The story opens with Mrs. Freeman, Mrs. Hopewell's hired help, wearing a "neutral" expression. She won't reveal herself to others. We learn, too, that Mrs. Hopewell is condescending to Mrs. Freeman, saying she is not "ashamed" to introduce her to friends. She also refers to the Freemans not as "trash," but as "good country people." We also learn that she hired them because she had no other choices.
Mrs. Freeman frames the story because she has more insight into human nature than either Mrs. Hopewell or Hulga. In a sense, she stands outside them, framing them, because she can understand more than they can. As the opening shows, she knows enough to be guarded around other people. Since she and Manley are designated "good country people," we can imagine that she has depths that Mrs. Hopewell can't perceive.
At the end, we get an insight into Mrs. Freeman's mind and realize that she is truly is more perceptive than her employer. The evil smelling onion she is unearthing possibly makes her think that Manley might be evil too. She has the wisdom to realize there is more to him than meets the eye, as the end of the story shows:
Mrs. Freeman’s gaze drove forward and just touched him before he disappeared under the hill. Then she returned her attention to the evil-smelling onion shoot she was lifting from the ground. “Some can’t be that simple,” she said. “I know I never could.”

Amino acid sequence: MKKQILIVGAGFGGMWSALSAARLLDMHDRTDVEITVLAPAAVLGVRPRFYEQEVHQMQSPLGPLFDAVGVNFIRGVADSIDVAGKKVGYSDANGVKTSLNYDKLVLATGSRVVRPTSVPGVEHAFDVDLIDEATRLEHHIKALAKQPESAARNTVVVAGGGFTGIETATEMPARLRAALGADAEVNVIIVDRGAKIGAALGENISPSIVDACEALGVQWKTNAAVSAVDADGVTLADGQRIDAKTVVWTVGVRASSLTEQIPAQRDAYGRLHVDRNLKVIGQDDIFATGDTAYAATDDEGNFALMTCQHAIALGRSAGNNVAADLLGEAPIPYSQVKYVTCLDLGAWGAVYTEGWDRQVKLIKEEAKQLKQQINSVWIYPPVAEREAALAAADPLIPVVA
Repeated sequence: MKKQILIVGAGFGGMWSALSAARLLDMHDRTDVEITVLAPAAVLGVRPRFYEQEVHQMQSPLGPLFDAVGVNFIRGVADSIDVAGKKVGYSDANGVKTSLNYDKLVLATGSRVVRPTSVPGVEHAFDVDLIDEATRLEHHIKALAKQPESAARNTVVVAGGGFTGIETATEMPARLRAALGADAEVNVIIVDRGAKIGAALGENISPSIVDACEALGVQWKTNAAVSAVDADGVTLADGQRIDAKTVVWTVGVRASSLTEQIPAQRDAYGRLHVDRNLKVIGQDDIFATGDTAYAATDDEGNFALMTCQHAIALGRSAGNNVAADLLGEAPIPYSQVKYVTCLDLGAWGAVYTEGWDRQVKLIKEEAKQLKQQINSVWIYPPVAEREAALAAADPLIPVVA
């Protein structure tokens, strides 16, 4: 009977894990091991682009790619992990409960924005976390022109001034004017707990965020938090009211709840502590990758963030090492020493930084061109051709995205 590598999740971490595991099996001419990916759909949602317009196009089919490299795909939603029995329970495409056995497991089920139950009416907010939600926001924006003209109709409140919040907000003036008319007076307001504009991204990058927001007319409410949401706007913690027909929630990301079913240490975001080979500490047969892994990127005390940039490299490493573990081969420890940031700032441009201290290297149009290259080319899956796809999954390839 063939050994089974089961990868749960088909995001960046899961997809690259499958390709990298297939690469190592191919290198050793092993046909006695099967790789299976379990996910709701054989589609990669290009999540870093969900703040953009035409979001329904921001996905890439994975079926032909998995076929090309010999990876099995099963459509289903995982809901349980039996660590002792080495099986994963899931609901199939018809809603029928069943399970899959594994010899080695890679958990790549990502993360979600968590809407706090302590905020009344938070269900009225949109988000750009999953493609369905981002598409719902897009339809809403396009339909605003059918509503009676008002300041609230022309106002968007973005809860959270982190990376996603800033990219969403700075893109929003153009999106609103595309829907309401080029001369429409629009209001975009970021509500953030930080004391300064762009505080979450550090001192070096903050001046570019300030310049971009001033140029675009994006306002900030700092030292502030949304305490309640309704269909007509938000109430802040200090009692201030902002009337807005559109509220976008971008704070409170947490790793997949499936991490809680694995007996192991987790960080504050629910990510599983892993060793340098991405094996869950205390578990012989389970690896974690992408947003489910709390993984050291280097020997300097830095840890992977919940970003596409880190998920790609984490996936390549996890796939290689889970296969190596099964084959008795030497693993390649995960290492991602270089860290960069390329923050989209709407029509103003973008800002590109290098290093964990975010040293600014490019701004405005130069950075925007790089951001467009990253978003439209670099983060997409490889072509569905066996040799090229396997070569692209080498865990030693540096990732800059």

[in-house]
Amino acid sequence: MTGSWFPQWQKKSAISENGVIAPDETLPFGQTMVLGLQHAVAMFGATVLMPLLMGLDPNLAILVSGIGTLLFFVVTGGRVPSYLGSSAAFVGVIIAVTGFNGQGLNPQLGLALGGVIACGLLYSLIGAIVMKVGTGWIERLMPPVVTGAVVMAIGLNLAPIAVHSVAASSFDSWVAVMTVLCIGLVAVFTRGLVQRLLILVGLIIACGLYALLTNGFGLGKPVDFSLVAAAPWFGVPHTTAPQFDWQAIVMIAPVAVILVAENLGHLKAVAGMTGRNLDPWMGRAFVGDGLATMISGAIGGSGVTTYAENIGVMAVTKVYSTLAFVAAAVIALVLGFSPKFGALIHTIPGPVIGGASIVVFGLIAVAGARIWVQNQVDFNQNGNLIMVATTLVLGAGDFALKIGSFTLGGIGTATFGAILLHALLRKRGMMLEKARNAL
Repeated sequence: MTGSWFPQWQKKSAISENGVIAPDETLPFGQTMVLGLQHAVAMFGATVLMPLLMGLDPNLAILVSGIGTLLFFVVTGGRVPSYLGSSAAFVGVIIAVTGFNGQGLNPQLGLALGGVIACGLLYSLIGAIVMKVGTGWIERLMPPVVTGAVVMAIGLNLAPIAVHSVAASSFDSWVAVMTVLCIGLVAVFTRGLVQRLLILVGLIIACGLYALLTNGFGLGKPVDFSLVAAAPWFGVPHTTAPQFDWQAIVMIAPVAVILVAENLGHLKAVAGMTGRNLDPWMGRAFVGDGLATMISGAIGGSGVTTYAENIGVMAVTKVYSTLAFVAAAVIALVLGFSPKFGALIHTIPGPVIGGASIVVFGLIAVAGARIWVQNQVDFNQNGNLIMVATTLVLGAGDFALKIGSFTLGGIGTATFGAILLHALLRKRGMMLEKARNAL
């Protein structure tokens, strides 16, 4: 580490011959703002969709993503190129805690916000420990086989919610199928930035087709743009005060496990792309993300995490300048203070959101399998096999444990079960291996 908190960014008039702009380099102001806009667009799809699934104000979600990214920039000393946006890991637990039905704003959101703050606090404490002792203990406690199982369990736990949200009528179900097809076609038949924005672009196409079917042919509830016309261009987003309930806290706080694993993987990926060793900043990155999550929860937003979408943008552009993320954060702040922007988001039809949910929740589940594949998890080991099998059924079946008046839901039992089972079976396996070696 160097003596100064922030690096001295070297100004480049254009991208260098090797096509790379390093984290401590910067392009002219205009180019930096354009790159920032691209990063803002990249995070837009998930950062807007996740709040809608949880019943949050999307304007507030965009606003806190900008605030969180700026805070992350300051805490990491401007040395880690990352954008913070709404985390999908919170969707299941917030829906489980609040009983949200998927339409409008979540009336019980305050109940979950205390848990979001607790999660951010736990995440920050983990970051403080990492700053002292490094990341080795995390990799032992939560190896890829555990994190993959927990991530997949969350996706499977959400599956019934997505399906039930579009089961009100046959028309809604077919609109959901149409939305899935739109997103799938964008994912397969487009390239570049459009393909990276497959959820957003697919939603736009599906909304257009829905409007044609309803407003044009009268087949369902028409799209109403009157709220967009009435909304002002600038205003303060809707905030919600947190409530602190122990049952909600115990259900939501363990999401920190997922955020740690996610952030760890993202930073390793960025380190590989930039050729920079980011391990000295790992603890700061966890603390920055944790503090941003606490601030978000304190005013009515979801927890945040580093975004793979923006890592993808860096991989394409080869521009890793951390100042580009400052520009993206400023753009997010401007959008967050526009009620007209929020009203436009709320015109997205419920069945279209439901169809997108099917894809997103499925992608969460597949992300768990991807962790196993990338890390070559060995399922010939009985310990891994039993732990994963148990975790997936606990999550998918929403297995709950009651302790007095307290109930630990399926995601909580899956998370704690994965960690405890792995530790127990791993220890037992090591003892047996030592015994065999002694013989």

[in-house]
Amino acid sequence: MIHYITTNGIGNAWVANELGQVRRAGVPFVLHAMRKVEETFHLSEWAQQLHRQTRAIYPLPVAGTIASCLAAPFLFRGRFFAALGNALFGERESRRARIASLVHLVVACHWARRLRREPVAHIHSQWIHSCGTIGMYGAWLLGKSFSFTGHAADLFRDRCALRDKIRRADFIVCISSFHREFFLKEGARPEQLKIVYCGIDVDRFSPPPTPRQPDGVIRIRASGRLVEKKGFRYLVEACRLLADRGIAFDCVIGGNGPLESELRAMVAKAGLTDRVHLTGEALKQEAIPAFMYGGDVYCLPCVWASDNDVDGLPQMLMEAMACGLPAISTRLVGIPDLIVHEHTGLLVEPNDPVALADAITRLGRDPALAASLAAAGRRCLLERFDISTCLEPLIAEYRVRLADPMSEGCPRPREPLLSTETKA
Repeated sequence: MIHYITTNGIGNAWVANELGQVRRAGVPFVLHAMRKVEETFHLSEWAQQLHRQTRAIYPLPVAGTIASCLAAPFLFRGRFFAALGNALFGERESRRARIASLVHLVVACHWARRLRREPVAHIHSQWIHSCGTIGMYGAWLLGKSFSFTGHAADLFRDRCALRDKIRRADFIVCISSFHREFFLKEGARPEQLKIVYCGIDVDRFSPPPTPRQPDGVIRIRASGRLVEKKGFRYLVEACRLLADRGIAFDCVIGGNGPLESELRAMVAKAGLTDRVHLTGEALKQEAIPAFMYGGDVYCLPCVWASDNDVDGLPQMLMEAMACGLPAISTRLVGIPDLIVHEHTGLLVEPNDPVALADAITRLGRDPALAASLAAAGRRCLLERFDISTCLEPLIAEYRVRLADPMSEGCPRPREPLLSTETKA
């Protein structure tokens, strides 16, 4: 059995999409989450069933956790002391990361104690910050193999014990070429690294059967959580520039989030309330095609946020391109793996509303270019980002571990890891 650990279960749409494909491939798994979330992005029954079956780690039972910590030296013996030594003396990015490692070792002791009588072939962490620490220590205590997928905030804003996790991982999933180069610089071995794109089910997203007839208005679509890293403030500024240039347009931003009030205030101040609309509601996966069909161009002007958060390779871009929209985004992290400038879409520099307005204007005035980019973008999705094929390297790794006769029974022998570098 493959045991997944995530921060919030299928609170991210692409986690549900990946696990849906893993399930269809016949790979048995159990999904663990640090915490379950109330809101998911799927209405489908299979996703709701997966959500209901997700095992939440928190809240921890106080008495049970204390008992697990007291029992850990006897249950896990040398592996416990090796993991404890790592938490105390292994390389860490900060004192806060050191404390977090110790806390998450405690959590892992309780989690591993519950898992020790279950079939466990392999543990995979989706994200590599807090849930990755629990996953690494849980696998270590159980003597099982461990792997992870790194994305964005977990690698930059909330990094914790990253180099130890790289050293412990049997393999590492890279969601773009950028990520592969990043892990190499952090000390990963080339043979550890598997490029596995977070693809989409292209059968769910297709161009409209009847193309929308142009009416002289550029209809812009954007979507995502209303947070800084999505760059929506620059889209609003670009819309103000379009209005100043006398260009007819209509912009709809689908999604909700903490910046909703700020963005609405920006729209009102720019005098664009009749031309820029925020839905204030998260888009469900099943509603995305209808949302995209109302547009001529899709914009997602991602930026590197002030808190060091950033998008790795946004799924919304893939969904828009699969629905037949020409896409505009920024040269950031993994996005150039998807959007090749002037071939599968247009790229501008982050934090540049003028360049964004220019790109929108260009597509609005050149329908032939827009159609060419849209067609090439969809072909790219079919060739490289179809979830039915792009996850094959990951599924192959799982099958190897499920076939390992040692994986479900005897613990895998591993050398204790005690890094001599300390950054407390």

Mrs. Freeman is freer than Hulga and Mrs. Hopewell because she doesn't feel superior to people and is able to understand that people are more complex than they might seem.
Bookending her story "Good Country People" with Mrs. Freeman allows author Flannery O'Connor to reinforce the irony of the story, a key technique she uses to communicate her themes. At the beginning of the story, readers meet Mrs. Freeman, Mrs. Hopewell's hired hand, and learn about her three expressions: neutral, forward, and reverse. Mrs. Freeman has strong opinions about nearly everything and rarely reverses them. Despite her employee's quirks, Mrs. Hopewell is confident that Mrs. Freeman's family are "good country people."
Similarly, Mrs. Hopewell believes Manley Pointer, the Bible salesman, to be "good country people." That is not the only thing Mrs. Freeman and Manley Pointer have in common. As it turns out, both of them share a fascination with Hulga/Joy's wooden leg. Mrs. Freeman never tires of hearing about the hunting accident that resulted in the amputation of Joy's leg, and Manley Pointer ends up seducing Hulga for the express purpose of purloining her prosthesis.
In the final paragraph of the story, as Mrs. Freeman unearths an "evil-smelling onion shoot," she remarks in reference to the fleeing Manley Pointer that "some can't be that simple. ... I know I never could." There are many layers of irony captured in this ending, just as the onion Mrs. Freeman holds has many layers. One is that Mrs. Freeman's morbid curiosity is ill-mannered and hurtful--maybe not to the degree Manley Pointer's was, but it bore a similar pungency. Another is that Mrs. Freeman's lack of insight into others is matched only by her lack of insight into herself. And another is that good country people cannot necessarily be taken at face value--one never knows what is under the surface until one has the chance to unearth the bitter fruit. As usual, Flannery O'Connor chooses her story's elements with great skill to convey a caustic view of the human condition.